Class of 2021: Computer Science Grad (Re-)Learns in a New Language

Class of 2021 grad Oliver Feliz-Lima poses for a graduation photo

Oliver Feliz-Lima refused to let a language barrier become an obstacle to his education.

On May 15 Oliver Feliz-Lima graduated with a bachelor’s degree in computer science and a minor in mathematics. He came from the Dominican Republic to the United States six years ago with two years of college studies of electromechanical engineering, but with little information on what to do to continue his career in this country. 

It was a challenge for him to gain acceptance at many colleges because of his level of English. “Before coming here, I had good notions of the language, but when I faced reality I realized that I didn’t know much,” he says. “It was not what I expected.”

Oliver didn’t let the language barrier become an obstacle to education. During the next year and a half, he found a job, started taking classes in the ESL Intensive program at RIC and, most importantly, learned how to transfer class credits from his country to higher education institutions in the U.S. “The school evaluates your credits and tells you what works or not, depending on your career choice,” he explains. “Mine had a lot to do with mathematics and technology, so it was very easy to enroll in computer science.” In the end, RIC validated around 60 credits.

After completing level five of the English program in 2017, he was able to matriculate at RIC in the computer science program. He was eligible for a financial aid package that would cover 60 percent of his tuition if he maintained a high grade point average. He managed a 3.895 GPA and covered the remaining 40 percent of his tuition through loans. He went on to graduate summa cum laude and also received a certification from the Upsilon Pi Epsilon Honor Society for the Computing and Information Disciplines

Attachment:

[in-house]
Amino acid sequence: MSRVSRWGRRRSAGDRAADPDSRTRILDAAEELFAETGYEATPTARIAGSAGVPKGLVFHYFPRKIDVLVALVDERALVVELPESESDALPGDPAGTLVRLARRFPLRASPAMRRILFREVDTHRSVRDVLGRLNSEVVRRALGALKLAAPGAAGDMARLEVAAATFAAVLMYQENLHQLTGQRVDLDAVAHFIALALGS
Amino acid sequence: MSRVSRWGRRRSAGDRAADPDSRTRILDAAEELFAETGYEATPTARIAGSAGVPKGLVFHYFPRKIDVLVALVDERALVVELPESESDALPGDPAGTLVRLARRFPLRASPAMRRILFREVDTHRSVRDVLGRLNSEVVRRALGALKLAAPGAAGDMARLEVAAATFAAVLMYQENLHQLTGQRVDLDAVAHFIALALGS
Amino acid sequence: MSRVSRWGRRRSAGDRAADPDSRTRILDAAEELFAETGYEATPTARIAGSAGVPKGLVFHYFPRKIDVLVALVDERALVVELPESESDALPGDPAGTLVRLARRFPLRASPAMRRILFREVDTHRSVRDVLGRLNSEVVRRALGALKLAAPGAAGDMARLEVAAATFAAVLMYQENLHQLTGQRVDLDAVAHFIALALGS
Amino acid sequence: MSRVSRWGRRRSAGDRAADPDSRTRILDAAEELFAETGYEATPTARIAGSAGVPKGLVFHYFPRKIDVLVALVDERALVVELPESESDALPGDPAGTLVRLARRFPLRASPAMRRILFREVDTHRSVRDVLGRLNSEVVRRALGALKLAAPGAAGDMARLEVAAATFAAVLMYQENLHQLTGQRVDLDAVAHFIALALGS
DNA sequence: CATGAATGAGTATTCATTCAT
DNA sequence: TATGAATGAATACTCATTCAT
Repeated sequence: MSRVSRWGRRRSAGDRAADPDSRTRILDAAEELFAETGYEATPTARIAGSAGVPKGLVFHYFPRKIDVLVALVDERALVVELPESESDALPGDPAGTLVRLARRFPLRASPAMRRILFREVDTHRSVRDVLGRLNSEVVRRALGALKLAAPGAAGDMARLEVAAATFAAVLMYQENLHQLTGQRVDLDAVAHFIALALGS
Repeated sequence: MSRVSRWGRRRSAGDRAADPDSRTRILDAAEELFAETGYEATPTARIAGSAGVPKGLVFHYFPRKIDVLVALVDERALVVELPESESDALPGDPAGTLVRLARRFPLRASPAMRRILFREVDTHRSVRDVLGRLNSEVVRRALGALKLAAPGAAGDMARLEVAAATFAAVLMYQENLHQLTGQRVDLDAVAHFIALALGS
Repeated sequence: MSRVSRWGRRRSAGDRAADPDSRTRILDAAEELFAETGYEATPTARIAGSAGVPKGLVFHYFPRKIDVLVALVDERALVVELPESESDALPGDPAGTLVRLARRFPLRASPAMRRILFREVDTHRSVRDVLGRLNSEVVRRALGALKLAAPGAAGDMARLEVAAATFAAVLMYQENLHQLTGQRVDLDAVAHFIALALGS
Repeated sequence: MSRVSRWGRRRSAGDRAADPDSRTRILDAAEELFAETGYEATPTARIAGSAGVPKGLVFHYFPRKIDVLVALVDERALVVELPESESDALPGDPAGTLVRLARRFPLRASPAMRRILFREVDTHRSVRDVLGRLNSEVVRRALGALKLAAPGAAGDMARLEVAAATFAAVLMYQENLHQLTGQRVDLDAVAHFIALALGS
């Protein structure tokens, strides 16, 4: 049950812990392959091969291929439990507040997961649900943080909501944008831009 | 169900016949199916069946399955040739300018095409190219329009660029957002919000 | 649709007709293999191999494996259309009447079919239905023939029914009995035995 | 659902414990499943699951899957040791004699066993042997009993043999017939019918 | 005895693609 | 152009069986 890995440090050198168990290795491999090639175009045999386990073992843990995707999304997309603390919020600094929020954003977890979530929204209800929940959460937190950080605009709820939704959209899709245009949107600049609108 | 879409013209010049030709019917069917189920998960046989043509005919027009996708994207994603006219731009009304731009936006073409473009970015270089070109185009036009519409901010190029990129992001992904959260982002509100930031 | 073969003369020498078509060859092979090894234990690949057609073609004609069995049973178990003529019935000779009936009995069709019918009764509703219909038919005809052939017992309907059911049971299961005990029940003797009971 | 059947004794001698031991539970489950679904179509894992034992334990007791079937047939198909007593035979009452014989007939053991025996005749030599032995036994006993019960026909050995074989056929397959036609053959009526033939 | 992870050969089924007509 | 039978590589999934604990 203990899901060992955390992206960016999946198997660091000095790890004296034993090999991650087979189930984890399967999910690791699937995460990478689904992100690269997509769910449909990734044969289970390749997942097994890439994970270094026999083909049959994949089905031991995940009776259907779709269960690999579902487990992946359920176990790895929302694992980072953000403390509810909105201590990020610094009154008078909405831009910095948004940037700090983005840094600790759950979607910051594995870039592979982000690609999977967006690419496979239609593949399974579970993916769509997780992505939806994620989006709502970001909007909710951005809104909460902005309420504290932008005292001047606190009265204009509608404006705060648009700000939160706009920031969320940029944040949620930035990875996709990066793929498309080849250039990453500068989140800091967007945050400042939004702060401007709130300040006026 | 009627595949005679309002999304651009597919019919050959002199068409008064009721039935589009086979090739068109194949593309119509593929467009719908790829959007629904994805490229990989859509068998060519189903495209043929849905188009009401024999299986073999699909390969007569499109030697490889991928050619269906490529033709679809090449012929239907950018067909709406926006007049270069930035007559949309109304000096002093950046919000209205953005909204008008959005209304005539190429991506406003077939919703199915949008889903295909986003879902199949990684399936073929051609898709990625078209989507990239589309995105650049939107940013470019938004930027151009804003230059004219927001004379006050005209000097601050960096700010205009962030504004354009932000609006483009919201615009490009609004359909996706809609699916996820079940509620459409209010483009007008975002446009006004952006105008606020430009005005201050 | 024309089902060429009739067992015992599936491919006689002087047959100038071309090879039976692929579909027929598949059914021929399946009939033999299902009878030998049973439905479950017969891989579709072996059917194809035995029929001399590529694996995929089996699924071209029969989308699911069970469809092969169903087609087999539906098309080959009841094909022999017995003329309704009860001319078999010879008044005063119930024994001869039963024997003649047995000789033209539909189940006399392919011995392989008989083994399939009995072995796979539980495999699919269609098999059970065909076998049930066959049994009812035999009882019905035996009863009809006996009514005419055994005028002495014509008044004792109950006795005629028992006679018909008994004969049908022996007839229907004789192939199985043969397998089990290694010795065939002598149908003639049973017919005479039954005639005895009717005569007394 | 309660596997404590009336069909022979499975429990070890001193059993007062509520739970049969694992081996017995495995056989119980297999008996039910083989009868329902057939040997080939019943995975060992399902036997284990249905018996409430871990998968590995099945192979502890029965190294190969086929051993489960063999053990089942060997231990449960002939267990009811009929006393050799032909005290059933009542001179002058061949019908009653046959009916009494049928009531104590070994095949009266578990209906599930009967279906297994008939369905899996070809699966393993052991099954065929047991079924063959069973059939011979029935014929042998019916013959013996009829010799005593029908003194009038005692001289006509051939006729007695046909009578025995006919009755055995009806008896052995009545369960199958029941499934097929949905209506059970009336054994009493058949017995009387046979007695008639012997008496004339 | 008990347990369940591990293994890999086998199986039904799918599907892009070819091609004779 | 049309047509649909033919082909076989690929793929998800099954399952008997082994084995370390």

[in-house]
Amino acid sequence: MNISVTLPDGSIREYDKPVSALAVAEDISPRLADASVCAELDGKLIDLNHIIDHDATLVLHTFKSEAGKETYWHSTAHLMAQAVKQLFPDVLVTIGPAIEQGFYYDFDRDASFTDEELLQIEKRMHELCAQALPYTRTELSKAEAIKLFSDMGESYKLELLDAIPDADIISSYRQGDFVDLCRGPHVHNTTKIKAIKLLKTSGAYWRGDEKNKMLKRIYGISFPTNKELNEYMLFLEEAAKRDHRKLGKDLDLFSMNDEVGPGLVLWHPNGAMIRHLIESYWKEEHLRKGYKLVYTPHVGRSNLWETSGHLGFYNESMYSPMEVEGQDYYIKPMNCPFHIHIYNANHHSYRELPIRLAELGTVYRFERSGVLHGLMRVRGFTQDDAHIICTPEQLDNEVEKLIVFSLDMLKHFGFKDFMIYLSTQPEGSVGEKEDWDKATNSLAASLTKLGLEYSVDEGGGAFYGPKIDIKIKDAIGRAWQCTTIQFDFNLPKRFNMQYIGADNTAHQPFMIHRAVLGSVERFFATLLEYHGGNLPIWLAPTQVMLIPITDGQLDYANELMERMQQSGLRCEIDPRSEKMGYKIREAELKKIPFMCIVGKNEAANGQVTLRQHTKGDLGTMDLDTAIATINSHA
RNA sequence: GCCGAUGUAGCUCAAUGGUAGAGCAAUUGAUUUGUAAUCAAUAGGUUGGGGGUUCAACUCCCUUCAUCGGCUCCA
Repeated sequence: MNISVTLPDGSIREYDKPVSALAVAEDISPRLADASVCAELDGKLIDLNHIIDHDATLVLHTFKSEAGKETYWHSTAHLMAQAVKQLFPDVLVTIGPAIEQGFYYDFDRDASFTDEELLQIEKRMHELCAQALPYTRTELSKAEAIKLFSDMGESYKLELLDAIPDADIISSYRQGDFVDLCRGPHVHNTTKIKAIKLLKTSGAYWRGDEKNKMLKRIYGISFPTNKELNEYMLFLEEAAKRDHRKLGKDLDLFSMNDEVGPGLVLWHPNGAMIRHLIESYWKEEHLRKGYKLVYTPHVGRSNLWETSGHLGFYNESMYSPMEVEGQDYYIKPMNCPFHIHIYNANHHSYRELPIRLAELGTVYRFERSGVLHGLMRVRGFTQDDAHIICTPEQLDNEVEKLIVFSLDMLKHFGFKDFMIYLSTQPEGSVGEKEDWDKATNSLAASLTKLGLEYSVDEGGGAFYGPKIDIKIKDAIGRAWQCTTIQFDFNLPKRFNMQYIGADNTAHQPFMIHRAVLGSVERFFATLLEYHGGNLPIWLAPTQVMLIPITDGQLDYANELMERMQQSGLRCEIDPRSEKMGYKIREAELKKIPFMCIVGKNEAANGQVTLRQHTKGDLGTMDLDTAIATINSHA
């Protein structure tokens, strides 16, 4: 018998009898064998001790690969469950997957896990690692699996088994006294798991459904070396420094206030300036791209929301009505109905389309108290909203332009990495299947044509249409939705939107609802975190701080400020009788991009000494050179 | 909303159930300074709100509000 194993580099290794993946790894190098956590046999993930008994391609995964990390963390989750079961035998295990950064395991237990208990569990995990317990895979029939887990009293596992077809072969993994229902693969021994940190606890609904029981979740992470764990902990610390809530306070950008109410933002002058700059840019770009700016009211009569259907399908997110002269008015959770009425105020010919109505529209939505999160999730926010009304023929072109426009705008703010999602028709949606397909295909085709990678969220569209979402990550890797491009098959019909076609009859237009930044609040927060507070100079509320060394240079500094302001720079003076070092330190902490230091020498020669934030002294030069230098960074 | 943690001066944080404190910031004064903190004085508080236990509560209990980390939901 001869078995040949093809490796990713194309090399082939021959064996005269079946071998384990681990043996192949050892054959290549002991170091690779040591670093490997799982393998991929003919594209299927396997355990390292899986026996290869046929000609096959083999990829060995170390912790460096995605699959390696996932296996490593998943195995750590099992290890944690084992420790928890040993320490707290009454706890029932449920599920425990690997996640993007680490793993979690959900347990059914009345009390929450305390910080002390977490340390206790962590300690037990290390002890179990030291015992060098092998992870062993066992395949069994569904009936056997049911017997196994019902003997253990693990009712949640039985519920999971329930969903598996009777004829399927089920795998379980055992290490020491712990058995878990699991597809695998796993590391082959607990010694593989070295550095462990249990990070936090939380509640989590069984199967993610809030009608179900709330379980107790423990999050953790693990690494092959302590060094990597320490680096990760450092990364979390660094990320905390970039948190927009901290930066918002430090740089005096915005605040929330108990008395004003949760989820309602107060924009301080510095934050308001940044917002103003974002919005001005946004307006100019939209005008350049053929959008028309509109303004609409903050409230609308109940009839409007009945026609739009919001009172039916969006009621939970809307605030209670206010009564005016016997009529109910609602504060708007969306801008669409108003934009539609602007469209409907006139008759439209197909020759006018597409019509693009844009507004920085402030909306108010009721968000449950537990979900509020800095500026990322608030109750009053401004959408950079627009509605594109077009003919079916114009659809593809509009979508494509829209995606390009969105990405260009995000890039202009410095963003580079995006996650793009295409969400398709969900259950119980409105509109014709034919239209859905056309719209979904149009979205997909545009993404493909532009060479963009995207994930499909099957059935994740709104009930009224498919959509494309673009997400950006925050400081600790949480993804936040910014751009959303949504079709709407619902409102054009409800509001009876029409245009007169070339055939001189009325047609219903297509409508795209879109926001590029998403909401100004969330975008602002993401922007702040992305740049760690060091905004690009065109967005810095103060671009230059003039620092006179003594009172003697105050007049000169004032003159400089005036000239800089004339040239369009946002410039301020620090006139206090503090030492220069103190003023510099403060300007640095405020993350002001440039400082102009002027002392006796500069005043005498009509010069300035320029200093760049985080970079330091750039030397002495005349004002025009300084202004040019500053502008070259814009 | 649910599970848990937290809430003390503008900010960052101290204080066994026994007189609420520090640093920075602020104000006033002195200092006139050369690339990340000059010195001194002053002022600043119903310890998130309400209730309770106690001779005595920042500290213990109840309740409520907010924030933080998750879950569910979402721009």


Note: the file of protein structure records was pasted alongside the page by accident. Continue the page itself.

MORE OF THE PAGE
“I started to get used to life here and the ways to move around,” he says. “I always had a clear vision of what I wanted to do. After I got used to this country, everything was easier. I have always been a person who adapts easily.”

For Oliver, technology was not just a career path; it is his passion. The desire to achieve more than just a paycheck is what motivated him to move to the US in the first place. “Human beings can give much more than just being valued for a few dollars,” he says. “It is extremely difficult to live in another country. For a person to make the decision to leave their country with all their knowledge and be satisfied with less – I would say that is not worth it to move at all.”

That determination motivated Oliver to work even harder. He had to relearn in English what he already knew in Spanish, for example. Although he had a very good level of knowledge about mathematics, he saw the need to enroll in less advanced classes. “I needed to understand the symbols and the way of saying what I knew, but in English,” he explains. “The language barrier is high. If a person does not learn the basics, they will have a hard time here. But a person who perseveres and believes in themselves can cross any barrier without hesitation. I think I am going at a good pace so far,” he adds. 

After graduation, Oliver hopes to find a job and continue his postgraduate studies in cybersecurity or software development. He’s trying to line up interviews, and has already gotten a couple of bites.

For now, Oliver is satisfied just to have overcome the obstacles necessary to join the ranks of RIC alumni. “I had this complex wondering if any college was going to accept me,” he says. “Rhode Island College did. I am proud to have graduated from a college that gave me the opportunity to become a professional.”